By STEVE LeBLANCBOSTON (AP) â¿¿ Gov. Deval Patrick said Tuesday he will file legislation that would freeze unemployment insurance rates for Massachusetts businesses and end parts of the state's landmark 2006 health care law that is at odds with the federal Affordable Care Act. Patrick said the bill would freeze the unemployment rates for the fourth year in a row, saving employers another $500 million. Over four years the savings for employers would amount to about $1.7 billion, he said. Patrick's bill would also eliminate the annual $295 per employee that businesses with 11 or more workers must pay if they don't make what the state determines is a "fair and reasonable" contribution to their worker's health insurance. The so-called "Fair Share Contribution Program" was mandated by the 2006 state law, but Patrick said it overlaps with a provision in the federal health care law that takes effect in 2014. "Our people need jobs and these further measures will help employers create those jobs," Patrick said in announcing the proposed changes. Patrick's bill would also eliminate the state's Medical Security Program, which helps provide health care coverage to lower income individuals receiving unemployment insurance benefits. Patrick said that â¿¿ like the fair share program â¿¿ the medical security program is no longer needed under the federal health care law signed by President Barack Obama. The proposed legislation will also create what Patrick is calling an "employer responsibility contribution" that businesses will be required to pay into beginning next year. The money will go to help pay for subsidized health care for lower income residents, but will be less than the cost to employers of the Medical Security Program. Jon Hurst, president of the Retailer Association of Massachusetts, appeared with the governor and praised the changes. He said they were critical as the state tries to smooth out changes for employers as the federal health care law kicks in.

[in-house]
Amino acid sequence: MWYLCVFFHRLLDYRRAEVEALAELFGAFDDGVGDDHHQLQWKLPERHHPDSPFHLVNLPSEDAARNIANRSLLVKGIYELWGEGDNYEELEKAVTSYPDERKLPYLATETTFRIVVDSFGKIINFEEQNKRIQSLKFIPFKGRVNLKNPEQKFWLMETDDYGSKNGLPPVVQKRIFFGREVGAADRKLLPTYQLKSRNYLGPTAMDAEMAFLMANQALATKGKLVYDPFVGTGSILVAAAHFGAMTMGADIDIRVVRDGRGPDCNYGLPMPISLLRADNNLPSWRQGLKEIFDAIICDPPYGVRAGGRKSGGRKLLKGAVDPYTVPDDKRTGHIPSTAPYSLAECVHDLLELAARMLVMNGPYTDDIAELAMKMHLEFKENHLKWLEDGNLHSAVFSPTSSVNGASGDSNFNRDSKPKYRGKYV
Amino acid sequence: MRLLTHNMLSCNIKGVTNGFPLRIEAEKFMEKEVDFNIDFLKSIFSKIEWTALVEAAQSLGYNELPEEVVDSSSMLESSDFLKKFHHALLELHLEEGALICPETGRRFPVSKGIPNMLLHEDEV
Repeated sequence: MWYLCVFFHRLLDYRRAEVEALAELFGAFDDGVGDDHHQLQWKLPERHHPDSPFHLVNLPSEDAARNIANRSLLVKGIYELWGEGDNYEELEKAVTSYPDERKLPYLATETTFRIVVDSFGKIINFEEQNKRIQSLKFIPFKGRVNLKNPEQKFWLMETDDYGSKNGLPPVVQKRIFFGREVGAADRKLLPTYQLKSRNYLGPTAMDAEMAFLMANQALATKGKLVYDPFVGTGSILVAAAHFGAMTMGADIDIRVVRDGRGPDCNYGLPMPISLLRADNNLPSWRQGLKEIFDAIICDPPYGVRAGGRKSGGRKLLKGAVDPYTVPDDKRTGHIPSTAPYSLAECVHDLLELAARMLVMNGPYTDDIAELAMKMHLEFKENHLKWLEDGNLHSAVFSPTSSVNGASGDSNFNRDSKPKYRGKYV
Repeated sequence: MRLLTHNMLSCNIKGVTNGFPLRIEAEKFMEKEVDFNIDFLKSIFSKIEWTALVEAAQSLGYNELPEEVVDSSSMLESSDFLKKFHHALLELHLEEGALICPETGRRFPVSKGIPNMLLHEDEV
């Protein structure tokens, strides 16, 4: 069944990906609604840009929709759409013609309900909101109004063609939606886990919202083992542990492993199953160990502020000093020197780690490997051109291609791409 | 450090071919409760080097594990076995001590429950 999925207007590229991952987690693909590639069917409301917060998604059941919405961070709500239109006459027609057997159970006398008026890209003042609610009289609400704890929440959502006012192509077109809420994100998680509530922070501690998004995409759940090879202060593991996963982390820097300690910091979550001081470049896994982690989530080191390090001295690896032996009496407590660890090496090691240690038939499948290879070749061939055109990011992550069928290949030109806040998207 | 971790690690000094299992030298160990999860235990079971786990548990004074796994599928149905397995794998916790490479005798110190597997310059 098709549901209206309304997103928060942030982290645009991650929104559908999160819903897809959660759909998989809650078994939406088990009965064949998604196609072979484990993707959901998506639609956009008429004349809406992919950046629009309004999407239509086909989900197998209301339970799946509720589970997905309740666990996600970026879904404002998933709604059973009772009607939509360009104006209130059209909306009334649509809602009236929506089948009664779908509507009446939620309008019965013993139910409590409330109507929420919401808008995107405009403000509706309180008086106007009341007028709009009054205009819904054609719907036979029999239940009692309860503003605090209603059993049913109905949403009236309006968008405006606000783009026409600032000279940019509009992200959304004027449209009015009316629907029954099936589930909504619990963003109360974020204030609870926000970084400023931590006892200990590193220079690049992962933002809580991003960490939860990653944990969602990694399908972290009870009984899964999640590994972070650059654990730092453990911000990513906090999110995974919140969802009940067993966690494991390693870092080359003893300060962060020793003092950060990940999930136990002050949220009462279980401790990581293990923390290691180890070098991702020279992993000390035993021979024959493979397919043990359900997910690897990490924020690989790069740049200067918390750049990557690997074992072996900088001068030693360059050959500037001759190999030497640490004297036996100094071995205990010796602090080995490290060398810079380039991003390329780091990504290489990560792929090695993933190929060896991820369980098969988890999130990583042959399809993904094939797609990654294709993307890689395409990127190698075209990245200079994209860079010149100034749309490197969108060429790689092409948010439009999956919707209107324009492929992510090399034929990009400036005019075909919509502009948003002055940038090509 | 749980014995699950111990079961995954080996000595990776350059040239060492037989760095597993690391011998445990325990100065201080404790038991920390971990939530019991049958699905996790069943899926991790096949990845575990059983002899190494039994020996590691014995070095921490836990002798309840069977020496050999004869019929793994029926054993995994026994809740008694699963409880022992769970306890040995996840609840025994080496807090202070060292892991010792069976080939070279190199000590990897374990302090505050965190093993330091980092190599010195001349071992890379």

"This is very important to small businesses across the commonwealth," Hurst said. "We want to make sure that for small businesses, we can eliminate the confusion factor, duplicative type of requirements, and make sure the red tape is out of the way."The bill comes a day after Patrick proposed changes in professional licensure as part of what he says is an ongoing effort by his administration to cut red tape in Massachusetts. Those changes would consolidate the licensing of nearly 84,000 barbers, cosmetologists and electrologists under a single registration board. The changes are aimed at making it easier for professionals in these fields to obtain and renew their licenses.